motion is appropriately made when the evidence overwhelmingly
points to one conclusion. Madison v. Ernest N. Morial
Convention Ctr.-New Orleans, 00-1929, 01-1127, p. 23
(La.App. 4 Cir. 12/4/02), 834 So.2d 578, 593 (citing
Hebert v. BellSouth Telecomms., Inc.,
01-0223 (La.App. 3 Cir. 6/6/01), 787 So.2d 614).
trial court should grant the motion for directed verdict
"when, after considering all evidentiary inferences in
the light most favorable to the non-moving party, it is clear
that the facts and inferences so overwhelmingly favor a
verdict for the movant, that reasonable jurors could not have
arrived at a contrary conclusion." Everhardt v.
Louisiana Dep't of Transp. & Dev., 07-0981, p.
13 (La.App. 4 Cir. 2/20/08), 978 So.2d 1036, 1047 (citing
Thomas v. A.P. Green Indus., Inc., 05-1064,
p. 19 (La.App. 4 Cir. 5/31/06), 933 So.2d 843, 858).
Thomas, supra, this court enunciated the
standard of review on appeal of a judgment granting a
directed verdict as follows:
The standard of review on appeal of a directed verdict is
whether reasonable persons could not reach a contrary verdict
under the evidence. Davis v. Board of Supervisors of
Louisiana State University and Agricultural and Mechanical
College, 2003-2219, pp. 7-8 (La.App. 4 Cir. 11/17/04),
887 So.2d 722, 727. The question to be asked by the appellate
court is not whether plaintiff proved his case by a
preponderance of the evidence, but rather, whether upon
reviewing the evidence submitted, the court could conclude
that reasonable persons could not have reached a verdict in
favor of plaintiffs. Id. The appellate court also
must determine if the record supports the granting of a
directed verdict, based not on a credibility determination (a
factual issue), but on a sufficiency of evidence
determination (a question of law). Id.; Lott v.
Lebon, 96-1328, p. 4 (La.App. 4 Cir. 1/15/97), 687 So.2d
612, 616. A directed verdict should be sustained on appeal
where the reviewing court would find a jury verdict in favor
of the party opposing the motion to be manifestly erroneous
had the trial judge allowed the case to go to the jury.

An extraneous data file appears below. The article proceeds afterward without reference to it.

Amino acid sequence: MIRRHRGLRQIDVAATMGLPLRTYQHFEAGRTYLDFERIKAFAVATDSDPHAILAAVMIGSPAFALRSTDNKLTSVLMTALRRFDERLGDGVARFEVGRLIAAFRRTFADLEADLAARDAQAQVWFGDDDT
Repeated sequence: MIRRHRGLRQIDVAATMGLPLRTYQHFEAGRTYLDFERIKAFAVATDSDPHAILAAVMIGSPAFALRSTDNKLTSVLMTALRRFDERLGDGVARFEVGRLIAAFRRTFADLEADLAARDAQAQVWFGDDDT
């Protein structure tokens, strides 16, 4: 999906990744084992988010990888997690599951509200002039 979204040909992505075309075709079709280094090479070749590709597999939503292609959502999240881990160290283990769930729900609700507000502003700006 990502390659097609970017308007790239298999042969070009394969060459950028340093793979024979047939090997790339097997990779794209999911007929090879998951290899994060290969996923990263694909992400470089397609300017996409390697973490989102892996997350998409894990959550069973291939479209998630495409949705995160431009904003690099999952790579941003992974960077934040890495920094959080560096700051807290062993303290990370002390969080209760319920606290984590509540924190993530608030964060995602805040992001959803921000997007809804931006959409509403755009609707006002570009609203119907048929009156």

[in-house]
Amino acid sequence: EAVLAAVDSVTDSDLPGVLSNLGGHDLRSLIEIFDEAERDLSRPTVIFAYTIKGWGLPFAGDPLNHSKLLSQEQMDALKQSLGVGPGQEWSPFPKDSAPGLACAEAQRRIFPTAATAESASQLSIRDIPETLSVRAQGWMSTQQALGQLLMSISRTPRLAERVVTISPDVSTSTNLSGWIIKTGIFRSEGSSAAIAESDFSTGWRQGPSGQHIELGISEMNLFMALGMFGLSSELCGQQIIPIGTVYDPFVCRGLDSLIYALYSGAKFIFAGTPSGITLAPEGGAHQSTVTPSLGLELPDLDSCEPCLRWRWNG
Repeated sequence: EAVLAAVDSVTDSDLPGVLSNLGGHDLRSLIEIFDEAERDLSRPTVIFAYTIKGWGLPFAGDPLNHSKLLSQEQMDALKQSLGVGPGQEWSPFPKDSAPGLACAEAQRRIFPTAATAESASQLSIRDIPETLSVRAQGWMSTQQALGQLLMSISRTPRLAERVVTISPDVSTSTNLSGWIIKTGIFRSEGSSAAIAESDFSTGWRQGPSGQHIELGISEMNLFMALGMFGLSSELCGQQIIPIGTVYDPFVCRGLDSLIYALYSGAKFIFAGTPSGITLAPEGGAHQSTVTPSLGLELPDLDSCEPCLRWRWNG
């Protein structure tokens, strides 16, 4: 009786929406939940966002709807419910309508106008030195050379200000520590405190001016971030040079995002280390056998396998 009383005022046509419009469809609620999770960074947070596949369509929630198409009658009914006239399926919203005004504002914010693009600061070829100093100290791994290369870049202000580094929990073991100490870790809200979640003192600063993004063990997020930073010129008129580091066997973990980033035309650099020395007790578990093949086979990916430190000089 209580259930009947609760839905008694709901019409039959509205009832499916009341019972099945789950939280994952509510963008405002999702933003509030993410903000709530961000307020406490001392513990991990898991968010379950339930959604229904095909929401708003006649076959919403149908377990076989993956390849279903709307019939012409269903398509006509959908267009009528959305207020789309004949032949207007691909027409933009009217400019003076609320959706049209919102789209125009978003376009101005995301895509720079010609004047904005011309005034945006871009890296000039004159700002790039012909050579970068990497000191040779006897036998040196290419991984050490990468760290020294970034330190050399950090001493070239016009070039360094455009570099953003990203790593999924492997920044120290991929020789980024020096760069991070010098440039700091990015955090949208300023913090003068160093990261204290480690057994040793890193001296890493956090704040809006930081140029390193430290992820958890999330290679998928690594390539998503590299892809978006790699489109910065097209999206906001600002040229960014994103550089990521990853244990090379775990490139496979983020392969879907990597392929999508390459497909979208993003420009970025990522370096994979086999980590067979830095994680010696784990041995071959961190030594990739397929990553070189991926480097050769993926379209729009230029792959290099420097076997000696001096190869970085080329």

Wichser v. Trosclair, 99-1929 (La.App. 4 Cir.
2/28/01), 789 So.2d 24.
05-1064 at pp. 19-20, 933 So.2d at 858. Moreover, the
propriety of a directed verdict must be evaluated in light of
the applicable substantive law governing the plaintiff's
claim. Everhardt, 07-0981 at p. 14, 978 So.2d at
1047 (citing Tanner v. Cooksey, 42, 010, p.
6 (La.App. 2 Cir. 4/4/07), 954 So.2d 335, 339); Burris v.
Wal-Mart Stores, Inc., 94-0921, p. 5 (La.App. 1 Cir.
3/3/95), 652 So.2d 558, 561.
applicable substantive law governing Ms. Johnson's claim
against ACS is vicarious liability, which is codified in La.
C.C. art. 2320. "In Louisiana, as elsewhere, an employer
(master) is liable for a tort committed by his employee
(servant) if, at the time, the servant is acting within the
scope of his employment-acting, as our Civil Code Article
2320 phrases it, 'in the exercise of the functions in
which . . . employed.'" LeBrane v. Lewis,
292 So.2d 216, 217 (La. 1974). An employer is answerable for
its employee's negligent acts "when the conduct is
so closely connected in time, place, and causation to the
employment duties of the employee that it constitutes a risk
of harm attributable to the employer's business."
Orgeron v. McDonald, 93-1353, p. 4 (La. 7/5/94), 639
So.2d 224, 227 (citing LeBrane, supra).
the course and scope of one's employment is intensely
fact specific; it must be done on a case-by-case basis."
Thomas C. Galligan, Jr., A Primer on the Patterns of
Louisiana Workplace Torts, 55 La. L. Rev. 71, 73 (1994).
In making the course-and-scope determination, the Louisiana
Supreme Court has identified the following, non-exclusive
list of relevant factors to be considered:
. the payment of wages by the employer;
. the employer's power of control;
. the employee's duty to perform the
. the time, place, and purpose of the act in
relation to service of the ...